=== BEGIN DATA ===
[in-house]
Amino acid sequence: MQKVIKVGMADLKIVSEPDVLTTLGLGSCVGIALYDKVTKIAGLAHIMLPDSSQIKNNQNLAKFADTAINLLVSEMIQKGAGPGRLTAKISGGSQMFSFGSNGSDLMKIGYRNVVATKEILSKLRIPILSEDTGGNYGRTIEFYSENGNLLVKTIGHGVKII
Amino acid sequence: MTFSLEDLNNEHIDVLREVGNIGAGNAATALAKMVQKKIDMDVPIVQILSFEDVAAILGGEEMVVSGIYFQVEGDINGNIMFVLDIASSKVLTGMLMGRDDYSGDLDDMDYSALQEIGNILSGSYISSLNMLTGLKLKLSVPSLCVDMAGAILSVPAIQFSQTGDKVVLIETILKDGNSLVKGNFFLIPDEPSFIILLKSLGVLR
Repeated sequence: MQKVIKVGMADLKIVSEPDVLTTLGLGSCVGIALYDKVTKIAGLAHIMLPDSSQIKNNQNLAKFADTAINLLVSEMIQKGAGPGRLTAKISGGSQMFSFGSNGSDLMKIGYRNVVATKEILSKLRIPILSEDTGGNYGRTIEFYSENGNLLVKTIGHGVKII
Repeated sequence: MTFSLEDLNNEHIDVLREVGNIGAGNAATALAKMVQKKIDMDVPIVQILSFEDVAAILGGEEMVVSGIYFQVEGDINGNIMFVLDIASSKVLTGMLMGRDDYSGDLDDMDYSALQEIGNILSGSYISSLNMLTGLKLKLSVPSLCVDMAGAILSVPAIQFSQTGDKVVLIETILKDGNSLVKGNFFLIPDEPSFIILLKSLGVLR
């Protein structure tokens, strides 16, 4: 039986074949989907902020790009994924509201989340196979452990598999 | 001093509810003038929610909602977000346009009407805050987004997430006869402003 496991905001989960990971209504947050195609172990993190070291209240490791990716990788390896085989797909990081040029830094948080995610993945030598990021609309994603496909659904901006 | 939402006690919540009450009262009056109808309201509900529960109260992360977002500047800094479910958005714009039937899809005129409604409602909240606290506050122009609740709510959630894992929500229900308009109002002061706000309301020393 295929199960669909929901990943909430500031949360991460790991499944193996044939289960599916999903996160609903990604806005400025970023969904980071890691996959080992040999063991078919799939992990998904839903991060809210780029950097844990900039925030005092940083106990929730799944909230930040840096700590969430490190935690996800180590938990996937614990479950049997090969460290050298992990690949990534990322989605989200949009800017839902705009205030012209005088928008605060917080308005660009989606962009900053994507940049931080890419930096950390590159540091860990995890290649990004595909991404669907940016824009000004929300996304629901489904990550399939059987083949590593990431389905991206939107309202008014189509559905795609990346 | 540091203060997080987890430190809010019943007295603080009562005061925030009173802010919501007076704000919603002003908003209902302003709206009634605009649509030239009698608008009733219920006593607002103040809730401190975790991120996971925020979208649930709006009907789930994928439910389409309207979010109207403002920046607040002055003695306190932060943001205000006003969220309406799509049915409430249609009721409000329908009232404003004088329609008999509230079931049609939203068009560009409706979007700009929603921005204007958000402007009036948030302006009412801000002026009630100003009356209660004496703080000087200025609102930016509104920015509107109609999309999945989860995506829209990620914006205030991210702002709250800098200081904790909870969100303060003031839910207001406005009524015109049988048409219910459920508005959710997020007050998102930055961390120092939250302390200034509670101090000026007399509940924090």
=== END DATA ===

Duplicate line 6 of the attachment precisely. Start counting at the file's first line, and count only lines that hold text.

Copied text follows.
């Protein structure tokens, strides 16, 4: 039986074949989907902020790009994924509201989340196979452990598999 | 001093509810003038929610909602977000346009009407805050987004997430006869402003 496991905001989960990971209504947050195609172990993190070291209240490791990716990788390896085989797909990081040029830094948080995610993945030598990021609309994603496909659904901006 | 939402006690919540009450009262009056109808309201509900529960109260992360977002500047800094479910958005714009039937899809005129409604409602909240606290506050122009609740709510959630894992929500229900308009109002002061706000309301020393 295929199960669909929901990943909430500031949360991460790991499944193996044939289960599916999903996160609903990604806005400025970023969904980071890691996959080992040999063991078919799939992990998904839903991060809210780029950097844990900039925030005092940083106990929730799944909230930040840096700590969430490190935690996800180590938990996937614990479950049997090969460290050298992990690949990534990322989605989200949009800017839902705009205030012209005088928008605060917080308005660009989606962009900053994507940049931080890419930096950390590159540091860990995890290649990004595909991404669907940016824009000004929300996304629901489904990550399939059987083949590593990431389905991206939107309202008014189509559905795609990346 | 540091203060997080987890430190809010019943007295603080009562005061925030009173802010919501007076704000919603002003908003209902302003709206009634605009649509030239009698608008009733219920006593607002103040809730401190975790991120996971925020979208649930709006009907789930994928439910389409309207979010109207403002920046607040002055003695306190932060943001205000006003969220309406799509049915409430249609009721409000329908009232404003004088329609008999509230079931049609939203068009560009409706979007700009929603921005204007958000402007009036948030302006009412801000002026009630100003009356209660004496703080000087200025609102930016509104920015509107109609999309999945989860995506829209990620914006205030991210702002709250800098200081904790909870969100303060003031839910207001406005009524015109049988048409219910459920508005959710997020007050998102930055961390120092939250302390200034509670101090000026007399509940924090």